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- Probably the coolest thing about Jupiter Rescue is the way you get your core ability. I really like that it is a different Rescue Card every game rather than a set special ability for each character.
- You can very easily adjust the difficulty level in this game. There are five different options listed at the back of the rulebook, and you can can even mix them up a bit to make a more customized game.
- A lot of people will love that this game can be played by up to seven players. I’ve played a five-player game and it didn’t drag on too long, so I figure it really could work pretty well with seven.
- These aren’t incredible miniatures by any means, but they definitely add to the fun factor. I especially like the look of the Super Creeps.
- The player reference cards are great, making it very easy for people to jump into their first game with very little guidance from the person who read the rulebook.
- One downside of getting a random core ability every game is that you could end up with one you don’t like. Remember, you only have two cards to choose from at the start of the game, and you might not be too happy with the options you’re given.
- Quarterbacking can be an issue in Jupiter Rescue. You can keep your cards hidden to try to avoid some of this, but even then an “alpha player” can still try to tell you where you should move to and who you should shoot on your turn.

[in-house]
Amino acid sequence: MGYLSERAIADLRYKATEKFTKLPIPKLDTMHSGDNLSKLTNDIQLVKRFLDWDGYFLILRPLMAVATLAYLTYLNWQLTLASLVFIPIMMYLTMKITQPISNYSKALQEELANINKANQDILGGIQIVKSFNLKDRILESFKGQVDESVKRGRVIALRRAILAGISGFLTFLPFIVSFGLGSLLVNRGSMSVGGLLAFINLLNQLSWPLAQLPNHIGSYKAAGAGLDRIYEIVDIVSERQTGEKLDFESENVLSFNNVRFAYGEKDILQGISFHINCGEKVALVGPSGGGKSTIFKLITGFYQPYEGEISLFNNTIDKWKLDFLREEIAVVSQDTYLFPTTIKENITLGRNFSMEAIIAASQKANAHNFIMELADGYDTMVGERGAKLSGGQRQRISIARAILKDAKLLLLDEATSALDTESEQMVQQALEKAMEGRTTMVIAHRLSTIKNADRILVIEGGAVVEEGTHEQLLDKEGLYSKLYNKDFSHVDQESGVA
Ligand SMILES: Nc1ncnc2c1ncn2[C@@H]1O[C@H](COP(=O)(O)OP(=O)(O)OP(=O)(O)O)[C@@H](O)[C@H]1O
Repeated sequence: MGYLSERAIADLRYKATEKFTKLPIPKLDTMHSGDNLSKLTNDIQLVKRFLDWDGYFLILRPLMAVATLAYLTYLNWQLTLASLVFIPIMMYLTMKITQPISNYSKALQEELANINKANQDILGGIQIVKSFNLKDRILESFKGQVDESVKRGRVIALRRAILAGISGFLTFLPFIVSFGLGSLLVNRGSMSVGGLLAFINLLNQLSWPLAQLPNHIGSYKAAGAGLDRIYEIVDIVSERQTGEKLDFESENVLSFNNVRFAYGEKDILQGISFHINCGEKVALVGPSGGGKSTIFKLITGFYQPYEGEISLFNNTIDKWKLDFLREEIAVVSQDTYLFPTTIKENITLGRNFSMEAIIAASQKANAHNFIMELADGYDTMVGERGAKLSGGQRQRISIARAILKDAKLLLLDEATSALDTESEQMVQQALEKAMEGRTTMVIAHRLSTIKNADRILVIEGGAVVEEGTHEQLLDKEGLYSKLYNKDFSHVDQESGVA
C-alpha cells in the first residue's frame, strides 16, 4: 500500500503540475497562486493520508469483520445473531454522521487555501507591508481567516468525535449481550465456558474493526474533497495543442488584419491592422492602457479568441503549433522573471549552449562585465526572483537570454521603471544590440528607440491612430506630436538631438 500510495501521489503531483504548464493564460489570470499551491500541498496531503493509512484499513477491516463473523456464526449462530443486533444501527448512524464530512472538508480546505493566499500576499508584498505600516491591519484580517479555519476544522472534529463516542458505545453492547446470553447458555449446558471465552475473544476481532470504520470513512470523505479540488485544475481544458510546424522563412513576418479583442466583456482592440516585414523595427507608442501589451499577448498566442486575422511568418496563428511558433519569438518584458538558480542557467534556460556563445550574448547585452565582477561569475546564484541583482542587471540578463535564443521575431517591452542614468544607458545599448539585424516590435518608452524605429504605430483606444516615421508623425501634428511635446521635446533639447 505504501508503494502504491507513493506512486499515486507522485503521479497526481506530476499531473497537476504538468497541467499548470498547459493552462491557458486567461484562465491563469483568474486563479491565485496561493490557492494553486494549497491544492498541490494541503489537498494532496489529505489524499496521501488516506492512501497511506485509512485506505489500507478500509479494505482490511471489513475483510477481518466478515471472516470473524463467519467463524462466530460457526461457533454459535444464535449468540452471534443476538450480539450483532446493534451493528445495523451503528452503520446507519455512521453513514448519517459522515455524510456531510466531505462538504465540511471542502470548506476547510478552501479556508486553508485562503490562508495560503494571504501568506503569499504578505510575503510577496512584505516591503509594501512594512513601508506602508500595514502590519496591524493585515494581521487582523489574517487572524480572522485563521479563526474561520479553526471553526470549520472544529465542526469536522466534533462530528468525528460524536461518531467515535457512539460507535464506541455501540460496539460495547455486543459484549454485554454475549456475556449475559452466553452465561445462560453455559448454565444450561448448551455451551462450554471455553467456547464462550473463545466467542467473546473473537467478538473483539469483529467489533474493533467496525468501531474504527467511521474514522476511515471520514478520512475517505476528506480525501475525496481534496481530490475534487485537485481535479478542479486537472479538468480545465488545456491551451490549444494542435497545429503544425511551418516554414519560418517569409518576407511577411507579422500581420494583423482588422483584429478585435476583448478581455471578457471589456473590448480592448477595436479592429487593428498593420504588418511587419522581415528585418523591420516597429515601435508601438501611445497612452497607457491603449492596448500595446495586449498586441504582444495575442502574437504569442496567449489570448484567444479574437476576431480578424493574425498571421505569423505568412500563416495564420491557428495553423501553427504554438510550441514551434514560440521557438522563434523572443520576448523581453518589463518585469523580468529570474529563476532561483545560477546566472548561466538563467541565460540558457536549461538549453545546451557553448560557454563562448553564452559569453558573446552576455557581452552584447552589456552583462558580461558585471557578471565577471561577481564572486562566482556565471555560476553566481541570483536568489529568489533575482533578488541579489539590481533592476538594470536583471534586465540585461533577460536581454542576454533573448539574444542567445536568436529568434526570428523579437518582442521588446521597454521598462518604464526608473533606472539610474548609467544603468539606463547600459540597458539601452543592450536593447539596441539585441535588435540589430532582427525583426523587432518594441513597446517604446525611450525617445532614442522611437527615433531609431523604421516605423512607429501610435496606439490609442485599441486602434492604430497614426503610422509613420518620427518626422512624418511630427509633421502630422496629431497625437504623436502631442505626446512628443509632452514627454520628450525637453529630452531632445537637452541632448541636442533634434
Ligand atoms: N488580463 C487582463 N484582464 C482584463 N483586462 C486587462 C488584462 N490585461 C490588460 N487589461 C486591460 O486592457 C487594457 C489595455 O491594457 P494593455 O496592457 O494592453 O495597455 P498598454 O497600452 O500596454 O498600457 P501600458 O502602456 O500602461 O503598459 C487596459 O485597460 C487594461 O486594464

- The tiles aren’t ugly by any means, but they are a bit boring looking, in my opinion.
I wouldn’t say there’s anything extremely special about Jupiter Rescue, but it is a solid little family co-op that most of the people in my group have enjoyed playing. It has a cool theme, a unique look, and it plays differently than any other cooperative board game I’ve played. I’m glad I took a break from all of the newer games to give this one a try.
I’m not going to recommend Jupiter Rescue to everyone since there are so many great cooperative games out there to choose from these days. People who should get this one are those who are interested in the theme or just really love co-ops and want to try something a little different.